Attention is all you need
Introduction
 This paper review is following the blog from Jay Alammar’s blog on the Illustrated Transformer. The blog can be found here.
Paper Introduction

New architecture based solely on attention mechanisms called Transformer. Gets rids of recurrent and convolution networks completely.

Generally, RNN used to seqtoseq tasks such as translation, language modelling, etc.

Transformer allows for significant parallelization and relies only on attention.
Background
 Self attention Attention to different positions of a sequence in order to compute a representation of the sequence.
Model Architecture

Transformer uses the following:

Encoder decode mechanism

Stacked self attention

Point wise fully connected layer for encoder and decoder

Encoder and decoder stacks

Encoder: 6 identical layers. 2 sub layers per layer

First: multihead self attention mechanism

Second: Fully connected feed forward network

Apply residual connection for each of the two laters

Apply layer normalization

Decoder: 6 identical layers. 2 sub layers as above + 1 more which performs multihead attention over output of encoder stack

Residual blocks: Present around all 3 sub layers

Layer normalization: Normalizes input across features instead of normalizing input features across batch dimension(i.e in batch normalization). There is a great overview of normalization layers available by Akash Bindal here.

Modify selfattention sub layer to prevent positions from attending to subsequent positions. Ensures that i output depends only on words before i.
Attention

3 vectors: Query(Q), Key(K) and Value(V)

Output = Weighted sum of values. Weights assigned as a function of query with key.

Scaled dotproduct attention and multihead attention

Attention is calculated as:
$Attention(Q,K,V) = softmax(\frac{QK^T}{\sqrt{d_k}})V$ 
Dot product attention is faster and more spaceefficient than additive attention.
Multi head attention

Using multile q, k and v vectors. Get the final output, concatenate them and get another final projection $d_{v}$.
$MultiHead(Q,K,V) = Concat(head_1,...,head_h)W^O \\ \text{where } head_i = Attention(QW_{i}^{Q}, KW_{i}^{K},VW_{i}^{V})$ 
Dimensions of the key and value matrices will be: $d_{k} = d_{v} = d_{model}/h = 64$
Applications of attention

Encoderdecoder attention: Q from previours decoder, K and V from output of decoder. Attend to all positions in the input sequence.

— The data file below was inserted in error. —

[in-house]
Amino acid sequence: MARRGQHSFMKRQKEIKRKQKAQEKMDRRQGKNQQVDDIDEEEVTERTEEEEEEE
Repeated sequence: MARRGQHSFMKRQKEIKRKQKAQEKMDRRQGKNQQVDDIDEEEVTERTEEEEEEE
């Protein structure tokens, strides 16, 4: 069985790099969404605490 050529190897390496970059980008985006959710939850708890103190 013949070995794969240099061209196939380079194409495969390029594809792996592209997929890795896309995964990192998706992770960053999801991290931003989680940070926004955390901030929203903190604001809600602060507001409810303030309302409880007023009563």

Encoder: Self attentnion laters. Q,K and V from output of previous layer in the encoder. Some talk about leftward flow, didn’t really understand this bit. Will come back to this in sometime.
Positionwise FeedForward Networks

Each layer contains feedforward network.
$FFN(x) = max(o, xW_1,+ b_1)W_2 + b_2$
Embeddings and Softmax

Convert input and output string to vectors of dim $d_{model}$

Share weight matrix between two embedding layers and the presoftmaax linear transformation
Positional Encoding

Encode positions of the tokens for the input and output.

Same vector size i.e $d_{model}$
$PE_{(pos, 2i)} = sin(pos/10000^{2i/d_{model}}) \\ PE_{(pos, 2i+1)} = cos(pos/10000^{2i/d_{model}})$ 
Might allow approximation of longer sequence lenghts than seen in the training set
Why self attention?

Total computational complexity per layer

Parallel Computation

Path length between longrange dependencies in the network.
Training
Optimizer

Use Adam. Vary learning rate according to formula: $lrate = d_{model}^{0.5} . min(step_num^{0.5}, step_num . warmupsteps^{1.5})$

Increase LR for warmup steps, then decrease propotionally to inverse square root of step number. Warmup steps = 4000
Regularization

Residual Dropout

Label Smoothing: Instead of using 0 and 1 as class labels, allow for some uncertainity in the prediction, and use values like 0.1 and 0.9 for the classes
Conclusion

This was the first model based entirely on attention. It acheived SOTA results on Machine Translation and English contituency parsing.

Admittedly, there are still a lot of bits I don’t really understand. Specially around self attention. I will give this paper another read after going through Jay Alammar’s blog.